Reality Show (song)

Nizhoniigo no hey nay
Nizhoniigo no hey way nay
Nizhoniigo no hey nay
Nizhoniigo no hey way nay

How do we get out of here?
Smoke hole crowded with too much thinking
Too many seers
and prophets of prosperity
We call it real.

What are we doing in this mess of forgetfulness?
Ruled by sharp things, baby girls in stiletto heels
Beloved ones doing street time
We call it real; we call it real.

What are we doing napping, through war?
We’ve lost our place in the order of kindness
Children are killing children
We call it real.

How do we get out of here?
Smoke hole crowded with too much thinking
Too many seers
and prophets of prosperity
We call it real.

What are we doing forgetting love?
Under mountains of trash, a river on fire
We can’t be bought, forced, or destroyed.
Just what is real?

How do we get out of here?
Smoke hole crowded with too much thinking
Too many seers
and prophets of prosperity
We call it real.

Nizhoniigo no hey nay
Nizhoniigo no hey way nay
Nizhoniigo no hey nay
Nizhoniigo no hey way nay

Joy HarjoConflict Resolution for Holy Beings: Poems, Pg 25-26

Fall Song

It is a dark fall day.
The earth is slightly damp with rain.
I hear a jay.
The cry is blue.
I have found you in the story again.
Is there another word for “divine”?
I need a song that will keep the sky open in my mind.
If I think behind me, I might break.
If I think forward, I lose now.
Forever will be a day like this.
Strung perfectly on the necklace of days.
Slightly overcast
Yellow leaves
Your jacket hanging in the hallway
Next to mine.

Joy HarjoConflict Resolution for Holy Beings: Poems, Pg. 133

Walter Hooper on Lewis’ Verse

The fact that he did not publish these poems during his lifetime  suggests that Lewis was hesitant about their publication. He knew his poems were very unlike most contemporary verse. Because of this, he could not be certain of the reaction of his readers. The answer is not far to seek. In the poem, ‘A Confession’, Lewis says with ironical disappointment:

I am so coarse, the things the poets see
Are entirely invisible to me.
For twenty years I’ve stared my level best
To see if evening—any evening—would suggest
A patient etherized upon a table;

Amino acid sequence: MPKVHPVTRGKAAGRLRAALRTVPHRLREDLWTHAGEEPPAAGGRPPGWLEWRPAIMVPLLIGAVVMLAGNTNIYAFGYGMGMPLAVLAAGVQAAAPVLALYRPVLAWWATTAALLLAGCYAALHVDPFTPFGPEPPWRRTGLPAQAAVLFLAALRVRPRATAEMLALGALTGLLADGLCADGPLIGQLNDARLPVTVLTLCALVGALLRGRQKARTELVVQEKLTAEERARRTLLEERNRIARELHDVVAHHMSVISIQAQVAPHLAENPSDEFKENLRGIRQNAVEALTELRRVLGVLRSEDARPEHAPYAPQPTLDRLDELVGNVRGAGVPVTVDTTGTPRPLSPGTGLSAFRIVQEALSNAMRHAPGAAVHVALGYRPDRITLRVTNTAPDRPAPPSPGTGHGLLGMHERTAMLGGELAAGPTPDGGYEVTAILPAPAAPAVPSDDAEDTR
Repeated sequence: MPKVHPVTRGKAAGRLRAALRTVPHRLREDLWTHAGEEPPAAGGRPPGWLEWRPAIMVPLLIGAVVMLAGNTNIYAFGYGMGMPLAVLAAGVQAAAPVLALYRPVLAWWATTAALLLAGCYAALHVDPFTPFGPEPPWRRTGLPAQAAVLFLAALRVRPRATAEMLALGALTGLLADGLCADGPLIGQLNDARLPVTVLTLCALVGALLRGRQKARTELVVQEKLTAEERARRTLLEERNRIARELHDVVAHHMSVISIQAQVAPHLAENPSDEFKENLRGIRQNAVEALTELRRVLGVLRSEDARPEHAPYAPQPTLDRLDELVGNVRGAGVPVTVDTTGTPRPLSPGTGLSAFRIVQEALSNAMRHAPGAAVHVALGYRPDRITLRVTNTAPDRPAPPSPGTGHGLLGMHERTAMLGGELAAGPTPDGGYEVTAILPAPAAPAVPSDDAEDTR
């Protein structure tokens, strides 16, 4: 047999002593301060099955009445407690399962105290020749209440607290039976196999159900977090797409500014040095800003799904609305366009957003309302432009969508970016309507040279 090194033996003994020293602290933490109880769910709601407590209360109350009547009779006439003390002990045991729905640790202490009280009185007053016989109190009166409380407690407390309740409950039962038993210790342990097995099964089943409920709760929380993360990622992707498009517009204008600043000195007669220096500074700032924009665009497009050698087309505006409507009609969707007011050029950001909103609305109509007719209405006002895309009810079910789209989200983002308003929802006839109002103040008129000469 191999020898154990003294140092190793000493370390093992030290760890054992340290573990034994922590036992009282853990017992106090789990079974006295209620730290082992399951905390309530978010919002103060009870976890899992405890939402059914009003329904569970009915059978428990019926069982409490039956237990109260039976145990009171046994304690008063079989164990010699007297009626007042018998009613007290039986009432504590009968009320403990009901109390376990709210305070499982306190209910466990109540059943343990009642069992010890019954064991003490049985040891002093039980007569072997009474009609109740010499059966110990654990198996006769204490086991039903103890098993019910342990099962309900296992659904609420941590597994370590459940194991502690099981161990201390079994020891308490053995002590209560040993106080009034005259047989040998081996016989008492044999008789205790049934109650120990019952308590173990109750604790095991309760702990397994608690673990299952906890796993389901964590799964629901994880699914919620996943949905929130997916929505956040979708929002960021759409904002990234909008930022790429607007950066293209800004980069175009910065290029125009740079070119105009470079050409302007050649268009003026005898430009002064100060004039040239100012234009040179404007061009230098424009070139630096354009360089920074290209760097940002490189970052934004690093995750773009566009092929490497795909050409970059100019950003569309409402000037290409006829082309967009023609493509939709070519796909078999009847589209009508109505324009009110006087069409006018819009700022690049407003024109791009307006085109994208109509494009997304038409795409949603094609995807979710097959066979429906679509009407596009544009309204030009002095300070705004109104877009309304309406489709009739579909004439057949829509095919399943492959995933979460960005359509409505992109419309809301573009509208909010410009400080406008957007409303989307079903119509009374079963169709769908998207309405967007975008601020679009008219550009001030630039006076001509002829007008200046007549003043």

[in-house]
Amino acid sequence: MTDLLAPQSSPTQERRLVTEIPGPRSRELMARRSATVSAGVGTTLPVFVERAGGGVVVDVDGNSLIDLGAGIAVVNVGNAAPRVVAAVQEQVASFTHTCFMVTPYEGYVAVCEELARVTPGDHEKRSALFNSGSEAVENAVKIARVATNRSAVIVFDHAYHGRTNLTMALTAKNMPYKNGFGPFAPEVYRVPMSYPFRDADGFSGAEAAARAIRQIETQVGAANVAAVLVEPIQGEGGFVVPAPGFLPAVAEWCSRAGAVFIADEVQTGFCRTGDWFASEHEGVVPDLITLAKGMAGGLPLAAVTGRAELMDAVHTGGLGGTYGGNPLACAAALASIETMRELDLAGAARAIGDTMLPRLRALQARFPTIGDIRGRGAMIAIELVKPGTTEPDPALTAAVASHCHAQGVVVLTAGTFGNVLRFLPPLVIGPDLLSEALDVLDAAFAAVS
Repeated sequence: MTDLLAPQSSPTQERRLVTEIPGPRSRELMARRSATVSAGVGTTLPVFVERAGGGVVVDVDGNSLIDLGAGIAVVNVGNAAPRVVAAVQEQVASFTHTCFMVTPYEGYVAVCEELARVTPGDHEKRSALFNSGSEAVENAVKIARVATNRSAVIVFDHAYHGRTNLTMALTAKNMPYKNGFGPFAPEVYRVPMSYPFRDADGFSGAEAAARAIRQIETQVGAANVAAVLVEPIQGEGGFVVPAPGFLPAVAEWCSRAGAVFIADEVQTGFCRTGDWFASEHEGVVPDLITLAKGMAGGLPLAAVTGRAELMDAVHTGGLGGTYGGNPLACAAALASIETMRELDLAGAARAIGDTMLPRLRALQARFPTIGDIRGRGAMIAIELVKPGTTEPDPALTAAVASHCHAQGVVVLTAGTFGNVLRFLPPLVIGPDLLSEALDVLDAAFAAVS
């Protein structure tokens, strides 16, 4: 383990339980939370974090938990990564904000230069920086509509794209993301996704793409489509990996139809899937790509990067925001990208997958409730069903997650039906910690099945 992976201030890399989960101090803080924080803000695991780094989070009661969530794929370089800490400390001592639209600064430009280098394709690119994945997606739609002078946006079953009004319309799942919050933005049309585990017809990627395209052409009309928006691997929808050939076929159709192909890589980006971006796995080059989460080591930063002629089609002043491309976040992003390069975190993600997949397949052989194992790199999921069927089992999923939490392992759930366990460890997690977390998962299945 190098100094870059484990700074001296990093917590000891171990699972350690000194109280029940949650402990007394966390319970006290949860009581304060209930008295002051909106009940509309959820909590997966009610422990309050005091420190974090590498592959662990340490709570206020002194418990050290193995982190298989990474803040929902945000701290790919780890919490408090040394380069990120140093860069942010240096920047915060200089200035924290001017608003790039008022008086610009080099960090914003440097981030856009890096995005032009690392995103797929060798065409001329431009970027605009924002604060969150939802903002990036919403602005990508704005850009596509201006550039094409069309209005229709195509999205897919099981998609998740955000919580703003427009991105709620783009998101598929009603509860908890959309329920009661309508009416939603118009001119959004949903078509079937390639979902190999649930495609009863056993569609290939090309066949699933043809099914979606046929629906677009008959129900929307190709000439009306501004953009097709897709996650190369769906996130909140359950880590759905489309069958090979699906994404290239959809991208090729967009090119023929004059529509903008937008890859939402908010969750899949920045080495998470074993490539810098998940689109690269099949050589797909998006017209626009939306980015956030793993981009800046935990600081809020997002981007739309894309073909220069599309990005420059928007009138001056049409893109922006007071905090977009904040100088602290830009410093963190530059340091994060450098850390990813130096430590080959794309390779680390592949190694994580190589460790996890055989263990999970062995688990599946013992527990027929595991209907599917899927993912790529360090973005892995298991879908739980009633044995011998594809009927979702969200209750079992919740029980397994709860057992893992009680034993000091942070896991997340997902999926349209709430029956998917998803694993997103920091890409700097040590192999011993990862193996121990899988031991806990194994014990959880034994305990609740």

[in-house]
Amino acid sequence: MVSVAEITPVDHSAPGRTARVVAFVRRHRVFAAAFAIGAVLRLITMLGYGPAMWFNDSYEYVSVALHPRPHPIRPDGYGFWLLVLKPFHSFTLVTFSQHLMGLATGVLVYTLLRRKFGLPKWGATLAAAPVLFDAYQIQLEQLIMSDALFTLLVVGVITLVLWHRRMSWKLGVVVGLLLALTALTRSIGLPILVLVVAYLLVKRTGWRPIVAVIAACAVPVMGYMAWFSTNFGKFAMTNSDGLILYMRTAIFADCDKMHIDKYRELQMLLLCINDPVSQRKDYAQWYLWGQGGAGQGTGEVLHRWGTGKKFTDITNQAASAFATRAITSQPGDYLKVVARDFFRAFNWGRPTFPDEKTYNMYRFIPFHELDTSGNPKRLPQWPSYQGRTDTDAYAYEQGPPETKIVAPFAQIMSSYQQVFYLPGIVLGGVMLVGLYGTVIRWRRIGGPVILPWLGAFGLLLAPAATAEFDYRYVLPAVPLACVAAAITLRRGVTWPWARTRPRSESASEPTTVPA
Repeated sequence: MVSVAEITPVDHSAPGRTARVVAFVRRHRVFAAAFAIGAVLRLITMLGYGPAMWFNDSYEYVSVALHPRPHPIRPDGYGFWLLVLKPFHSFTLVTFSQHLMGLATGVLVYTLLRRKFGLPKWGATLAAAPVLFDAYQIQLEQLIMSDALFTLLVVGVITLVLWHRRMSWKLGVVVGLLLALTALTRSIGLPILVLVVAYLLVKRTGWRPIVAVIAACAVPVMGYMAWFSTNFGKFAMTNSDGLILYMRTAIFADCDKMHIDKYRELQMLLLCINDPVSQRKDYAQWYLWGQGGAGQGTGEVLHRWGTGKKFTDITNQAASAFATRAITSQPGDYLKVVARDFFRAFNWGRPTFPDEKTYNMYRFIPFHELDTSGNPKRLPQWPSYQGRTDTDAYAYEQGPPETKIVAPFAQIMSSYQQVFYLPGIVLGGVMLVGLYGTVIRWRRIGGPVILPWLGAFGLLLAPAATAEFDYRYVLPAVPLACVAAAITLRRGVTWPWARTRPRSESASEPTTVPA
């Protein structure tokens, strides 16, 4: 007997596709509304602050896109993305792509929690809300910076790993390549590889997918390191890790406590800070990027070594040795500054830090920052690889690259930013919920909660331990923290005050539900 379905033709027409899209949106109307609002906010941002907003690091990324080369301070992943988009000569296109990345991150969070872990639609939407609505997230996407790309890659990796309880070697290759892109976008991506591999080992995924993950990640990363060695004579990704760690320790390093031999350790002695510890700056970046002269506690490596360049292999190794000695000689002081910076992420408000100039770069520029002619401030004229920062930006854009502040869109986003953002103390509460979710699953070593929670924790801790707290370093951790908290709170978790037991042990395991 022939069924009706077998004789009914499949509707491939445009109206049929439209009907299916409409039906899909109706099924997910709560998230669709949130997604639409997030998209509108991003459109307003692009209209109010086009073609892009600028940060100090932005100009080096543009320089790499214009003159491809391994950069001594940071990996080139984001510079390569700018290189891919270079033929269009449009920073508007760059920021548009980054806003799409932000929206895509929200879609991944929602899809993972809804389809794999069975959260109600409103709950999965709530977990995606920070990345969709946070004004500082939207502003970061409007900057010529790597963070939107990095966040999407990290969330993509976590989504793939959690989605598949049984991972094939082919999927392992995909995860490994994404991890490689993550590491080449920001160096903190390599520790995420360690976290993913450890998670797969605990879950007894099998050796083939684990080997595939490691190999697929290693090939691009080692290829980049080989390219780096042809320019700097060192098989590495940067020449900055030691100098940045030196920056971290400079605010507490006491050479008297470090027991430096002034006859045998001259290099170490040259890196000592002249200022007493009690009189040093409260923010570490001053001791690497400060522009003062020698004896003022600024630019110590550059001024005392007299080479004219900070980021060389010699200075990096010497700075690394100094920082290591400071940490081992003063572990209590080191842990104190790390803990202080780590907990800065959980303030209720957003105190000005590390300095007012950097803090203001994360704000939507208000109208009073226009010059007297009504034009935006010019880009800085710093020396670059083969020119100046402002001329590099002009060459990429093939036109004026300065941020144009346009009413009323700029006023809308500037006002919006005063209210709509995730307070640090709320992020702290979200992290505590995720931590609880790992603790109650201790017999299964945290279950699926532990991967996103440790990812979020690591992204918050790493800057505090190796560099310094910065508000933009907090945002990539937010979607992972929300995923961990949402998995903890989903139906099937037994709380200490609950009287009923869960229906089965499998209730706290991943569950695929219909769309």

In vain. I simply wasn’t able.

Lewis found Mr. Eliot’s comparison of an evening to a patient on an operating table unpleasant, one example of the decay of proper feelings. He mistrusted, in fact, the free play of mere immediate experience. He believed, rather, that man’s attitudes and actions should be governed by, what he calls in the same poem, Stock Responses (e.g. love is sweet, death bitter, and virtue lovely). Man must, for his own safety and pleasure, be taught to copy the Stock Responses in hopes that he may, by willed imitation, make the proper responses. He found this perfectly summed up in Aristotle’s ‘We learn how to do things by doing the things we are learning to do’. This concern is expressed, directly or indirectly, in almost all of Lewis’ books,  but most clearly in his defence of Milton’s style (A Preface to ‘Paradise Lost’, Ch. VIII). His belief that poetry did not need to be eccentric to enrich a response and of ‘being normal without being vulgar’, one of the characteristics which distinguish him from many contemporary poets, made him think he might be classed as an Angry Old Man. If so, he concluded that he was much less angry with things in general than are the Young Men, and having perhaps the better claim to Age than some do to Youth.

–Walter Hooper, Oxford, 1964, Preface to Poems by C.S. Lewis

Symbolon

“The English world ‘symbol’ is the Greek word symbolon which means, in the ancient world, one half of a knucklebone carried as a token of identity to someone who has the other half. Together the two halves compose one meaning. A metaphor is a species of symbol. So is a lover.”

–Anne Carson

“Each one of us is but the symbolon of a human being—sliced in half like a flatfish, two instead of one —and each pursues a neverending search for the symbolon of himself.”

–Aristophones in Plato’s Symposium

[See Edward Hirsch, How to Read a Poem and Fall In Love with Poetry, pg 260.]

Postcard 4

I fell next to him. His body rolled over.
It was tight as a string before it snaps.
Shot in the back of the head—”This is how
you’ll end.” “Just lie quietly,” I said to myself.
Patience flowers into death now.
“Der springt noch auf,” I heard above me.
Dark filthy blood was drying on my ear.

–Miklós Radnóti, Szentkirályszabadja, October 31, 1944, Translated by Steven Polgar, Stephen Berg, & S. J. Marks
Continue reading “Postcard 4”

I wake and feel the fell of dark, not day

I wake and feel the fell of dark, not day.
What hours, O what black hours we have spent
This night! what sights you, heart, saw; ways you went!
And more must, in yet longer light’s delay.
     With witness I speak this. But where I say
Hours I mean years, mean life. And my lament
Is cries countless, cries like dead letters sent
To dearest him that lives alas! away.

     I am gall, I am heartburn. God’s most deep decree
Bitter would have me taste: my taste was me;
Bones built in me, flesh filled, blood brimmed the curse.
     Selfyeast of spirit a dull dough sours. I see
The lost are like this, and their scourge to be
As I am mine, their sweating selves; but worse.